“Knock Down the House” knocked my socks off


“Change takes courage.”

~ Alexandria Ocasio-Cortez

Alexandria Ocasio-Cortez hangs her head and takes a deep breath as she sits on a small white cement bench outside of the United States Capitol Building. Only five days before she had won the seat in the House of Representatives for the 14th congressional district of New York. As tourists walk around in the background, Alexandria Ocasio-Cortez begins to tell a story– tears running down her face. When she was only five years old her father took her to Washington D.C., to the epicenter of politics in our nation, and said, “this all belongs to us.”

Knock Down The House, released May 1 on Netflix, documents four women’s journies to ensure that what Alexandria Ocasio-Cortez’s father said would forever remain true.

The story of Alexandria Ocasio-Cortez, Amy Vilela, Cori Bush, and Paula Jean Swearengin begins in a small room in Frankfort, Kentucky where groups Justice Democrats and Brand New Congress pick candidates to endorse in their fight to Capitol Hill. The reason they’re doing this all? Because these ladies aren’t fighting because they want to end up on Capitol Hill.

Waitress Alexandria Ocasio-Cortez is fighting because she believes that everyday Americans deserve to be represented by everyday Americans. The daughter of a coal miner, Paula Jean Swearengin is running for every person in West Virginia who has or knows someone diagnosed with cancer due to the activities of coal companies in the state. A registered nurse, Cori Bush, is running because she has seen with her own eyes that the problems in her district can be solved by the people of her district. And grieving mother from Nevada, Amy Vilela, is running because her daughter died in the hospital after being refused treatment due to her lack of insurance; Amy refuses to let her daughter have died for nothing.

The documentary travels both time and space to capture the story of these four women; however, there is no feeling of missing any part of their story. The battles these women face parallel each other so heavily it helps the changes in time and space feel flawless. By clearly labeling changes in time and candidate, the producer, Rachel Lears, continues to ensure that you never have to pause in the story because you feel lost.

The main focus of the story though was on Alexandria Ocasio-Cortez. While each of these women was fighting battles against well-established career politicians, Alexandria Ocasio-Cortez’s fight against Representative Joseph Crowley, who had not had a primary challenger in fourteen years, was a showdown the entire nation was watching.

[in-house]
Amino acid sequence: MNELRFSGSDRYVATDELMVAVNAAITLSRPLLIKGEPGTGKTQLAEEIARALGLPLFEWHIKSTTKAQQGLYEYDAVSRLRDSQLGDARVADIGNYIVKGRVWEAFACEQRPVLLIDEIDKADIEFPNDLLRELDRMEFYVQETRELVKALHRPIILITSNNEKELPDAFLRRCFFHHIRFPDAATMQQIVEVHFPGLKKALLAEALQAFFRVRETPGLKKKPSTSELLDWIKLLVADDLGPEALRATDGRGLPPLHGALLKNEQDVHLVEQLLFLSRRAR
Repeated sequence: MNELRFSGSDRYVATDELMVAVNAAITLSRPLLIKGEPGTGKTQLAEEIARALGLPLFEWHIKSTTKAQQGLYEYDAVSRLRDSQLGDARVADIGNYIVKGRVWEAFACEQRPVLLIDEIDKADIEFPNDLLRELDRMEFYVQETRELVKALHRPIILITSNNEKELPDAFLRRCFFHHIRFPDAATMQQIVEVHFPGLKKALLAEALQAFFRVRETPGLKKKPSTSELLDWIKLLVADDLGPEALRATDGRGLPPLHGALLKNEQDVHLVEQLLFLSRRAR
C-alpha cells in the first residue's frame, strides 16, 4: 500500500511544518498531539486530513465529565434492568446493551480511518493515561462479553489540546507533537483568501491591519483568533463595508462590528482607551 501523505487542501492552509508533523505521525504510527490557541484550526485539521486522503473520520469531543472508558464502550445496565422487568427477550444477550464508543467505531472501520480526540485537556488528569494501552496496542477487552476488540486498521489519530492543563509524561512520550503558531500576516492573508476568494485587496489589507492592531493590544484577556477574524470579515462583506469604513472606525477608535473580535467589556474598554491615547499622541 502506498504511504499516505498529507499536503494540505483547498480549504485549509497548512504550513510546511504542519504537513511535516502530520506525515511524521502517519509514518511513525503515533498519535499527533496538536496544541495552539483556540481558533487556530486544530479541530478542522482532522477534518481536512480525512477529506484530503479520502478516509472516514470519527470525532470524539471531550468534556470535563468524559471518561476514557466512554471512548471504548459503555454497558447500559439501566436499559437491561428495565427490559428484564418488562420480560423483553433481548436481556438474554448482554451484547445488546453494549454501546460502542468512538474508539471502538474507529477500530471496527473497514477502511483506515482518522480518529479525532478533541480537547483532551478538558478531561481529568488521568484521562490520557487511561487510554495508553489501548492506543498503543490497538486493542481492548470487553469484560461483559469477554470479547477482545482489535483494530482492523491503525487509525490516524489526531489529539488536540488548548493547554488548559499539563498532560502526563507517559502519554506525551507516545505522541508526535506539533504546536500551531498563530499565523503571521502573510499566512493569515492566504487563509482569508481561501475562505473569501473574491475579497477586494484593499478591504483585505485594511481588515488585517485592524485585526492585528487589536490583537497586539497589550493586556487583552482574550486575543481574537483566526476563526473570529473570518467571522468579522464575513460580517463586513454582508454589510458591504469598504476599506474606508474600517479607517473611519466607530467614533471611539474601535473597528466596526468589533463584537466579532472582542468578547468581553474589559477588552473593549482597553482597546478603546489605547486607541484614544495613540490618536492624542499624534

In all the time spent during the film on Alexandria Ocasio-Cortez vs. Crowley, the documentary never vilified him. They laid out facts. They showed the town hall meetings, the debates, the parades, all exactly how they had happened. And while the documentary had you undeniably fighting for the underdog, I appreciated the producer’s restraint in humiliating the opponent. By not vilifying Crowley, the documentary gains that much more credibility and honor– a testament to the core of these women and their politics.

What the documentary did showcase, however, was the raw emotion these women carried with them through this journey. Rachel Lears unabashedly displays how raw– how human– these women are. From tears and fear and insecurity to triumphs and the way they unwaveringly supported each other, all of it was a testament to the unified platform these women stood on: humanity.

Each interview, each iteration, each second drew me further into the stories of these women. I knew how this story ended, but I just couldn’t help but root for them all.

Each interview, each iteration, each second drew me further into the stories of these women. I knew how this story ended, but I just couldn’t help but root for them all.”

As I had prepared to watch this documentary I called my mother– who has more of a disenchantment with politics then myself– in to see if she wanted to watch it with me. After seeing the trailer Netflix provides, she decided to join.

We sat mostly in silence for the next hour and twenty-seven minutes.

Then, as the final credits began to roll, I turned to my mom and said, “I want to make a difference like her, Mom.”